down on the farm

While I was looking for pics for yesterday’s post, I came across some from October 15, another day the girls didn’t have school (Ohio-wide teacher something-or-other). Bethany and I met Mom at Grandma’s and then headed back to Mom and Dad’s for awhile.

When we were a few hundred feet from their driveway, we passed a couple of farmers combining the last row of corn in a neighboring field. When we realized who they were, we backed up and jumped out of the van to say hi.

That’s my uncle Tim (one of Dad’s five brothers) on the left and our long-time friend, Wes, on the right.

I talked them into getting their picture taken. I may or may not have implied that it would be the only one I’d make them pose for.

But the sky was so blue and the combine so yellow and the field so open and expansive, I couldn’t resist getting a closer look at it all. Stunning, huh?

This whole little unplanned and unexpected excursion filled me with warm, nostalgic fuzzies coupled with a nagging feeling that time is marching on and people are getting older (I’m 35. Wowza. And my parents turn 60 in a couple months.) and nothing will ever quite be the same again.

But I think as long as we live in the moment and make the most of every opportunity God gives us, we’re going to be a-okay.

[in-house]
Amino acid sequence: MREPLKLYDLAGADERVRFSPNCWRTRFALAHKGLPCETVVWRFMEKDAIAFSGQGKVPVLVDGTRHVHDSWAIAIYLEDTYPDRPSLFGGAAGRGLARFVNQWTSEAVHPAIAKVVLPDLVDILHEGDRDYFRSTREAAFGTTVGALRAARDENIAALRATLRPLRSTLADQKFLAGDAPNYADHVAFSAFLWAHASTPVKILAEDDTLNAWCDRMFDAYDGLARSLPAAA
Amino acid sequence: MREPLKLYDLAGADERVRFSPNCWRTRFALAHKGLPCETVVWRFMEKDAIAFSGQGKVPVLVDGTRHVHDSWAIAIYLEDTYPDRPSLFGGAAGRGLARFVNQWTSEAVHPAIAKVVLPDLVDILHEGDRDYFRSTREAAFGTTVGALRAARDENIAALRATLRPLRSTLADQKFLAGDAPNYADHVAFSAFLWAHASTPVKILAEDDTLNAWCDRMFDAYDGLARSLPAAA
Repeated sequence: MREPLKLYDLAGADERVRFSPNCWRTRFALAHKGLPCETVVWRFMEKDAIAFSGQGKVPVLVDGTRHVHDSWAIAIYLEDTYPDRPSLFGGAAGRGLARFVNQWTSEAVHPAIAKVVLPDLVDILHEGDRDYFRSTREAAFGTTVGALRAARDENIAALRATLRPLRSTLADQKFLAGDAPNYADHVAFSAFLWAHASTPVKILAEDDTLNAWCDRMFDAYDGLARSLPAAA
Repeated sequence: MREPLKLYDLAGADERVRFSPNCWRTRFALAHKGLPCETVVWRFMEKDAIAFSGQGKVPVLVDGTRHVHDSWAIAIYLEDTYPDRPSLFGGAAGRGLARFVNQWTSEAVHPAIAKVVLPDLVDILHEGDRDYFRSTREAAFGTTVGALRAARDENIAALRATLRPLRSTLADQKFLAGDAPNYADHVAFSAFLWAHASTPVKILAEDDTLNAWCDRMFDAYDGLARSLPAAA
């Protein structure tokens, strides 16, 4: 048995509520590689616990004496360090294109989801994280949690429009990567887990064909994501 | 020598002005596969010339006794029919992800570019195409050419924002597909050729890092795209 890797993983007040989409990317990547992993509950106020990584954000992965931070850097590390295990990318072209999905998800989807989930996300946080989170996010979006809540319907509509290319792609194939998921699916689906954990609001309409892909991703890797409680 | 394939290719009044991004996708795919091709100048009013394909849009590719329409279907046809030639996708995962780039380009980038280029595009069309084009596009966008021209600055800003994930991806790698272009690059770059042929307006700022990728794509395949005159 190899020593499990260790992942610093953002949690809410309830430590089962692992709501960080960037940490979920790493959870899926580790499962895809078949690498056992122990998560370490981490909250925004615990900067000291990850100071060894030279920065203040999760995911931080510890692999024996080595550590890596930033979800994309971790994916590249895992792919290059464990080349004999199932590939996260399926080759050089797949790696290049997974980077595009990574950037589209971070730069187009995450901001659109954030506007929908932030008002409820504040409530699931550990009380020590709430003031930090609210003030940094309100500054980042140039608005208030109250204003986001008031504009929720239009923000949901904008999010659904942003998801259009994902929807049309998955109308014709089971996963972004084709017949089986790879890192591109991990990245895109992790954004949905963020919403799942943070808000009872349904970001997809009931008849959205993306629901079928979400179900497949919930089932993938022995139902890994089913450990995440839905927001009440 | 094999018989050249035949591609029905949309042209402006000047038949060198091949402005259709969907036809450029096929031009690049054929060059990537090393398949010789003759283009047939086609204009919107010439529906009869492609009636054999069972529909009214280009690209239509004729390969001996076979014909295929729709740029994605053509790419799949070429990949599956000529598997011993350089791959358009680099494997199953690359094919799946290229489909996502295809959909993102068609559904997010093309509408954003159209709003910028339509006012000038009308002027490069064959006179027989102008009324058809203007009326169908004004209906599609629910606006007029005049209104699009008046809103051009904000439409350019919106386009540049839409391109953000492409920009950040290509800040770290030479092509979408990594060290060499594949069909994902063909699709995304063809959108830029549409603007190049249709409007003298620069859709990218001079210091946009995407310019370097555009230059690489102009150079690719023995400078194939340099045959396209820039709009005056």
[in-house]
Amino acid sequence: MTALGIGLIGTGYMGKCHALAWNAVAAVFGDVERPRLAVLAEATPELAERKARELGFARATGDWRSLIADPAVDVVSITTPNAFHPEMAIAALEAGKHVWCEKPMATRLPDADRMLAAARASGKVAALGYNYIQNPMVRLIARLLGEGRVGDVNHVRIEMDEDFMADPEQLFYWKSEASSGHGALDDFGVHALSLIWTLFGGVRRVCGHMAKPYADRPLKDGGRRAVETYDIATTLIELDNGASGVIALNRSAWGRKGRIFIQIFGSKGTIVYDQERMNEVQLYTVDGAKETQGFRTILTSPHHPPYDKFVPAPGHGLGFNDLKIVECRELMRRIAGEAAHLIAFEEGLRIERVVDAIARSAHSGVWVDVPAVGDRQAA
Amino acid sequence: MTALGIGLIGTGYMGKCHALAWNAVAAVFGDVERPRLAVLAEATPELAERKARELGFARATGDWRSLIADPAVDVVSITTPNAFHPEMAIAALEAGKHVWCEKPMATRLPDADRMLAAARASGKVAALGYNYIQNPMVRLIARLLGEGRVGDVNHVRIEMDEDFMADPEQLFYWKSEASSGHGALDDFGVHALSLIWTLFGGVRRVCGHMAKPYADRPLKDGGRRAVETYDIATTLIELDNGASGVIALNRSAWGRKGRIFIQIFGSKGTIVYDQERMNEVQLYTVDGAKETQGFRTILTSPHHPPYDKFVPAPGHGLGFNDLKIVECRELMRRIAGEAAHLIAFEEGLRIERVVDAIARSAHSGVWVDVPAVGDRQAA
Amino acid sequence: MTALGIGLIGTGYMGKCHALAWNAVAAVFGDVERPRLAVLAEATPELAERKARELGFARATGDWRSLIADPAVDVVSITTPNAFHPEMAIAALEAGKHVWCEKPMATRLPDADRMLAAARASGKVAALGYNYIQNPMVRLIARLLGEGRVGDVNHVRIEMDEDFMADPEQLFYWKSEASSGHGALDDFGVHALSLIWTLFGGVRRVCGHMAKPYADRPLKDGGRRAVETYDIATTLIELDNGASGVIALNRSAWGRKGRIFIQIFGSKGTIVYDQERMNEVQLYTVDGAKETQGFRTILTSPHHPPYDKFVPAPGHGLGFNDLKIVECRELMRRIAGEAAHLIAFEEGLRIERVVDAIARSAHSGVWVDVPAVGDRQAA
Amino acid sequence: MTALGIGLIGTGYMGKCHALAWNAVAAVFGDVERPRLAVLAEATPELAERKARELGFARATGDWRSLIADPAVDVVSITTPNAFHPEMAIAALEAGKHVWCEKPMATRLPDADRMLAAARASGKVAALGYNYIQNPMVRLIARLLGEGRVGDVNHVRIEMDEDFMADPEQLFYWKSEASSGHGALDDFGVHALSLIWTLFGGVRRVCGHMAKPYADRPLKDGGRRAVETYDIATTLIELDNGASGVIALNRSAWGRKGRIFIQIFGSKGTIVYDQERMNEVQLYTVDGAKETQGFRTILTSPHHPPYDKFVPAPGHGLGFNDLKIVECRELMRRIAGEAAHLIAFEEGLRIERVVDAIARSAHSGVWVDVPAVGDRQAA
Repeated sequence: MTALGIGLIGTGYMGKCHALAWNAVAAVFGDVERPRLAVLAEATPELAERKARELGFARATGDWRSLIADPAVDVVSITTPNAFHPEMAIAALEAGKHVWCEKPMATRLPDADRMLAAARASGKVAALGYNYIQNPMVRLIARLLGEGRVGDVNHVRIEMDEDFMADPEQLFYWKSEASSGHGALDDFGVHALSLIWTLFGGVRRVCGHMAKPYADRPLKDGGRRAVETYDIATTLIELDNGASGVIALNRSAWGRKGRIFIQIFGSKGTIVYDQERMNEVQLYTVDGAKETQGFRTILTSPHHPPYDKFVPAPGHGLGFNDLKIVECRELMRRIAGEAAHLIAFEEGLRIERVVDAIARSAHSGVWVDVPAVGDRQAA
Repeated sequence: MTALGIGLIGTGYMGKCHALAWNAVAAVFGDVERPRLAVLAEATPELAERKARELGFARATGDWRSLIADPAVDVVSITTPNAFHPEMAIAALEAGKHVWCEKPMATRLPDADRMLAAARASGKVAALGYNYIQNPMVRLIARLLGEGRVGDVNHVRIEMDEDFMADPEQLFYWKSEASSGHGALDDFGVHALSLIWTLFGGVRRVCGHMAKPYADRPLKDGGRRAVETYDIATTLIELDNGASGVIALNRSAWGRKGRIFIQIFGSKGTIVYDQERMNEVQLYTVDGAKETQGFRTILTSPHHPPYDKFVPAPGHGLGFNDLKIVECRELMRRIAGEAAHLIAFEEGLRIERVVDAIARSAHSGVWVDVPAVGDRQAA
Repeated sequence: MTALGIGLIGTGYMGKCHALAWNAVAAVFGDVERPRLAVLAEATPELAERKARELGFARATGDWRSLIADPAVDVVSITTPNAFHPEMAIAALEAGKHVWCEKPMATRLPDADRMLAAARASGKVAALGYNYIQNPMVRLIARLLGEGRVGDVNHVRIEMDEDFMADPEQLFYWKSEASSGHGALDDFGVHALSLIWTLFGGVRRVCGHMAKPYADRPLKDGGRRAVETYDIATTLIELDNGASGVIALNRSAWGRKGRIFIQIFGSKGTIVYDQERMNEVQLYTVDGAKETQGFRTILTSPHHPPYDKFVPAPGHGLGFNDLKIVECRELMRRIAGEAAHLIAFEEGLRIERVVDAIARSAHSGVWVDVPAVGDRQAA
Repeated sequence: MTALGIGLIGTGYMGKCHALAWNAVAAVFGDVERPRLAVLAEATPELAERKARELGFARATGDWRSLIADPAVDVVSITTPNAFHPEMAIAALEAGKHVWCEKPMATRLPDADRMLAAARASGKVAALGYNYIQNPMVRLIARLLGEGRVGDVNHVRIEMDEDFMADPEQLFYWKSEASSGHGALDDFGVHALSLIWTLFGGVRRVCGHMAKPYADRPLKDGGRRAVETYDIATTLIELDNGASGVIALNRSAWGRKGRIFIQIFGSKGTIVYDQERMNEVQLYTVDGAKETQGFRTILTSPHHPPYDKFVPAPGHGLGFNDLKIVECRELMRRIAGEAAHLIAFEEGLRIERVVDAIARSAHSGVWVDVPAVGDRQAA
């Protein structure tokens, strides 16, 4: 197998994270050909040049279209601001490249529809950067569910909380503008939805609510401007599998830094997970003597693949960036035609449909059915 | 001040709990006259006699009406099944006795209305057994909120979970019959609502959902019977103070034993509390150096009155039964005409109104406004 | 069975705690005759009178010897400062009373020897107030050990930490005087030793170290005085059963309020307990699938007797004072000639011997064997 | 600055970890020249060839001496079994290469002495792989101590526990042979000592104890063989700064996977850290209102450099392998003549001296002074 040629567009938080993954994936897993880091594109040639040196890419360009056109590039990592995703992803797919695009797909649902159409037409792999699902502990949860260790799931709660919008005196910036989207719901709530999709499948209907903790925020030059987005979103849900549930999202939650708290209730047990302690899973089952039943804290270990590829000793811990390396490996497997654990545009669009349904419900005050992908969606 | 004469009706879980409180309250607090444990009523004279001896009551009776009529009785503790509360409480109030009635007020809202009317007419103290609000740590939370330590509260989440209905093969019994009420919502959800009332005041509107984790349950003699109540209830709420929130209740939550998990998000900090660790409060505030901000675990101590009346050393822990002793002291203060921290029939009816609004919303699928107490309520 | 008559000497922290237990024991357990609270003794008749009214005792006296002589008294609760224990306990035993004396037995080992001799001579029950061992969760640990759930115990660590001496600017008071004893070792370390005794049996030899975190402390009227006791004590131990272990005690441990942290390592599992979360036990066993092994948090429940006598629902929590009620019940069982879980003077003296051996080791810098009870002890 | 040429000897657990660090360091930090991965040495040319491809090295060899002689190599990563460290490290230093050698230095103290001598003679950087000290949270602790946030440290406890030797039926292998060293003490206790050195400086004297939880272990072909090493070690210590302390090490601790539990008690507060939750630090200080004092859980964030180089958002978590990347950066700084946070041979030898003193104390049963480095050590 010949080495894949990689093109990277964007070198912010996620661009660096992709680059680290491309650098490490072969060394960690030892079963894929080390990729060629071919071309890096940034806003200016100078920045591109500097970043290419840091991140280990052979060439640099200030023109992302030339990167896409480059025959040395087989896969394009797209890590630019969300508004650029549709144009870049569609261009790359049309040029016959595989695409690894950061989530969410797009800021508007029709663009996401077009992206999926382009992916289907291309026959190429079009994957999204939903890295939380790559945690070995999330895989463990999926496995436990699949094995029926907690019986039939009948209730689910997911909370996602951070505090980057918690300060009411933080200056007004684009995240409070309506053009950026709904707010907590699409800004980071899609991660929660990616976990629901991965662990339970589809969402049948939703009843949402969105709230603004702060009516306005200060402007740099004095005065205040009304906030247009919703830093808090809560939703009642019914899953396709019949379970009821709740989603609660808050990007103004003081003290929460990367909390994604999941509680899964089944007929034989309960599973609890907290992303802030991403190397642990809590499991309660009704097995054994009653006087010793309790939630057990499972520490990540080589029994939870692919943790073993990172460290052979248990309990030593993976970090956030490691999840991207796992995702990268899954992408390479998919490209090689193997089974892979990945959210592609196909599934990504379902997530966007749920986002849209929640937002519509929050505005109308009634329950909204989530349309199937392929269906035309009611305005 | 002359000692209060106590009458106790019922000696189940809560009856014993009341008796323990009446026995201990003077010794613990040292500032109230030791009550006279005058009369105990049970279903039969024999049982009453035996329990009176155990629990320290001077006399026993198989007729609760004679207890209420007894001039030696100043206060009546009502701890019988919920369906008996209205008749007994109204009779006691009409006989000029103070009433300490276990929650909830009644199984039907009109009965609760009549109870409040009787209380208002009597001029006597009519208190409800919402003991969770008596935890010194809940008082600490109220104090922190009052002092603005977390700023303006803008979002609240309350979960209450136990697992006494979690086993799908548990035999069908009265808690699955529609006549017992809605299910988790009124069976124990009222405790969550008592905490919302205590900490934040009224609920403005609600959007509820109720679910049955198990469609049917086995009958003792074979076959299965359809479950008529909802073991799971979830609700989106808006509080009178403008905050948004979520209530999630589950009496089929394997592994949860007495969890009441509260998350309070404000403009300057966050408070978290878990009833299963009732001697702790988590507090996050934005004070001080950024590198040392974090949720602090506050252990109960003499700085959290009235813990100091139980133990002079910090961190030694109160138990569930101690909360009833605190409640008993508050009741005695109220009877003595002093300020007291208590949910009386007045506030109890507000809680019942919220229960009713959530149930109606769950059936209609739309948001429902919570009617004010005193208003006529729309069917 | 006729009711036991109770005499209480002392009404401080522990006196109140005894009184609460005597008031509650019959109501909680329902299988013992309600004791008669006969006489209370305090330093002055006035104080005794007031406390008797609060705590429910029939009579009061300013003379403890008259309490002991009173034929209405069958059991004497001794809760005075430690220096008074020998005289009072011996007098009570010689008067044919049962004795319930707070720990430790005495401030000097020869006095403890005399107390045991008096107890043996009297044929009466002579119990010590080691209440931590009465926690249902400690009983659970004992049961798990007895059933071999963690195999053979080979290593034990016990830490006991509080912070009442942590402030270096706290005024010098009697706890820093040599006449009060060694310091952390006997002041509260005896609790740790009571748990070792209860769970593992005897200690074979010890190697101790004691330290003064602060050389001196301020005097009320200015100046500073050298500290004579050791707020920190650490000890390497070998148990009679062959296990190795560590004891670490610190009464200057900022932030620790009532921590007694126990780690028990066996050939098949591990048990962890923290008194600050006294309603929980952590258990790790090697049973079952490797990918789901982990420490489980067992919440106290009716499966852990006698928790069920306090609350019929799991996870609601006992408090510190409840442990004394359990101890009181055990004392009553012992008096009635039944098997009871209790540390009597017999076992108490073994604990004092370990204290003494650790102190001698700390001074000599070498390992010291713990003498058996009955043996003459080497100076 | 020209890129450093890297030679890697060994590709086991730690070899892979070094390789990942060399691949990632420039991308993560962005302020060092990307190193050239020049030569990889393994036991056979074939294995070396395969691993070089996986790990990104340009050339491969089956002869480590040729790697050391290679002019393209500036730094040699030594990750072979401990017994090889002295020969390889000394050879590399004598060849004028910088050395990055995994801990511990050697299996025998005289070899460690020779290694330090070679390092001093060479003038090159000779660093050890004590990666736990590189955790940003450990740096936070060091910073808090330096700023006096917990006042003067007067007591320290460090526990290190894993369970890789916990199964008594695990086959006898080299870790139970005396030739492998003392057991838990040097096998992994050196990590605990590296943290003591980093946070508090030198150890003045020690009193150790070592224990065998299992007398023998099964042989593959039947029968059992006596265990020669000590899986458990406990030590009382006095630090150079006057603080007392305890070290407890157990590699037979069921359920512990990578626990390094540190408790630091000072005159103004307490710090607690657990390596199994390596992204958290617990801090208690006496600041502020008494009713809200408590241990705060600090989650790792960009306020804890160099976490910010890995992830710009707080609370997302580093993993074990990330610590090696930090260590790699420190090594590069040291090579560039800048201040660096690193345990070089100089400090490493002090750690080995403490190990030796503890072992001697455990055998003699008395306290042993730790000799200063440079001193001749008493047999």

I love this pic of Ava and Isabelle. Ava’s got some killer natural mothering instincts. Little ones love her.

She asked me the other day while we were driving if we could adopt a baby. I wasn’t sure what to say, but I’ll admit, I tried to sway her to my point of view–I’m so done with the baby thing, but an older child? That’s another story. God, you let us know.

Ava and Isabelle are six years apart, just like Bethany and me. It’s hard to imagine that someday they might be married and having babies at the same time.

This is my mom and dad’s house. Sigh. Something about this picture just makes me want to curl up on the porch swing with a bunch of pillows and books and a tall Tupperware cup of grape juice and be 14 again. I know one thing–I never appreciated that sky and those fields back in the day.

A lot has been written (and sung) about Going Home Again. And really, out of all the places from my past, there’s nowhere I care to go again (that I can think of off the top of my head) except for my mom and dad’s house. (Well, except Okinawa. And Cambodia, but that’s not really the “past”–just a few months ago.)

Mom and Dad’s (and Gabe’s mom and dad’s too) just feels homey. And comfortable. And safe. And smells really good. Except when you’re downwind from the neighbor’s pig farm.

Do you like Going Home? What’s your favorite part of it?

12 thoughts on “down on the farm

  1. Rhonda

    Our family moved several times while we were growing up. Now we live on my parents’ farm just a field away from them and my sister is a field away on the other side. I wouldn’t change a thing. I love having family so close. Even though my parents didn’t live there until I was grown, I find that wherever they are is the place where I feel a warm, fuzzy, homey feeling. Everything tastes better at their house too. I’m so thankful for my family. Part of the reason I became a foster parent was that I felt a strong need to be a good steward of the family God blessed me with.